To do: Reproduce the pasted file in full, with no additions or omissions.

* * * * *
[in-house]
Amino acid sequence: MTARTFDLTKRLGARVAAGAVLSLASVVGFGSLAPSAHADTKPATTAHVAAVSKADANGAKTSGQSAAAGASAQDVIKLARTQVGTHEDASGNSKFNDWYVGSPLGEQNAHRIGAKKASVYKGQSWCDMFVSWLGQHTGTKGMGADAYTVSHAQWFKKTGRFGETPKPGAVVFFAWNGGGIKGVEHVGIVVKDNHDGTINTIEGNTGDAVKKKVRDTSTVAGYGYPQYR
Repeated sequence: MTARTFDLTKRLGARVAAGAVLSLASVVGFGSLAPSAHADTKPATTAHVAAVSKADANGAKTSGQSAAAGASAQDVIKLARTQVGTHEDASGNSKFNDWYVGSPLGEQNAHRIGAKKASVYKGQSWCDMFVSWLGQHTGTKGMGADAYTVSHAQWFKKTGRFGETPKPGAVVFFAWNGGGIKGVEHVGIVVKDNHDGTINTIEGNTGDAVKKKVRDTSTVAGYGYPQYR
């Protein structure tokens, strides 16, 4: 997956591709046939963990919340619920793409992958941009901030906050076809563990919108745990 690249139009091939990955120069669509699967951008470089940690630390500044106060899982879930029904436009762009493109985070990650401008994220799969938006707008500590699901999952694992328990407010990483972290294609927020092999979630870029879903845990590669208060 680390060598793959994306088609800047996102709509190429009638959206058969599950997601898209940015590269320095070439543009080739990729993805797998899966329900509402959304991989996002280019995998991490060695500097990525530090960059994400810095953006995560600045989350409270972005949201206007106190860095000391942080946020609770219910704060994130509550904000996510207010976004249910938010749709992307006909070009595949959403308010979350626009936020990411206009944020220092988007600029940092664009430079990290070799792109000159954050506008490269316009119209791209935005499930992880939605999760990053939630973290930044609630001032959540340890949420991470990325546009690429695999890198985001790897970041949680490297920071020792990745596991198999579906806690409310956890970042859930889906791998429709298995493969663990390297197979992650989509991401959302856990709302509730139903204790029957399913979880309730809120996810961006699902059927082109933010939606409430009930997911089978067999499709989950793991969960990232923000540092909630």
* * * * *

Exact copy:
[in-house]
Amino acid sequence: MTARTFDLTKRLGARVAAGAVLSLASVVGFGSLAPSAHADTKPATTAHVAAVSKADANGAKTSGQSAAAGASAQDVIKLARTQVGTHEDASGNSKFNDWYVGSPLGEQNAHRIGAKKASVYKGQSWCDMFVSWLGQHTGTKGMGADAYTVSHAQWFKKTGRFGETPKPGAVVFFAWNGGGIKGVEHVGIVVKDNHDGTINTIEGNTGDAVKKKVRDTSTVAGYGYPQYR
Repeated sequence: MTARTFDLTKRLGARVAAGAVLSLASVVGFGSLAPSAHADTKPATTAHVAAVSKADANGAKTSGQSAAAGASAQDVIKLARTQVGTHEDASGNSKFNDWYVGSPLGEQNAHRIGAKKASVYKGQSWCDMFVSWLGQHTGTKGMGADAYTVSHAQWFKKTGRFGETPKPGAVVFFAWNGGGIKGVEHVGIVVKDNHDGTINTIEGNTGDAVKKKVRDTSTVAGYGYPQYR
């Protein structure tokens, strides 16, 4: 997956591709046939963990919340619920793409992958941009901030906050076809563990919108745990 690249139009091939990955120069669509699967951008470089940690630390500044106060899982879930029904436009762009493109985070990650401008994220799969938006707008500590699901999952694992328990407010990483972290294609927020092999979630870029879903845990590669208060 680390060598793959994306088609800047996102709509190429009638959206058969599950997601898209940015590269320095070439543009080739990729993805797998899966329900509402959304991989996002280019995998991490060695500097990525530090960059994400810095953006995560600045989350409270972005949201206007106190860095000391942080946020609770219910704060994130509550904000996510207010976004249910938010749709992307006909070009595949959403308010979350626009936020990411206009944020220092988007600029940092664009430079990290070799792109000159954050506008490269316009119209791209935005499930992880939605999760990053939630973290930044609630001032959540340890949420991470990325546009690429695999890198985001790897970041949680490297920071020792990745596991198999579906806690409310956890970042859930889906791998429709298995493969663990390297197979992650989509991401959302856990709302509730139903204790029957399913979880309730809120996810961006699902059927082109933010939606409430009930997911089978067999499709989950793991969960990232923000540092909630």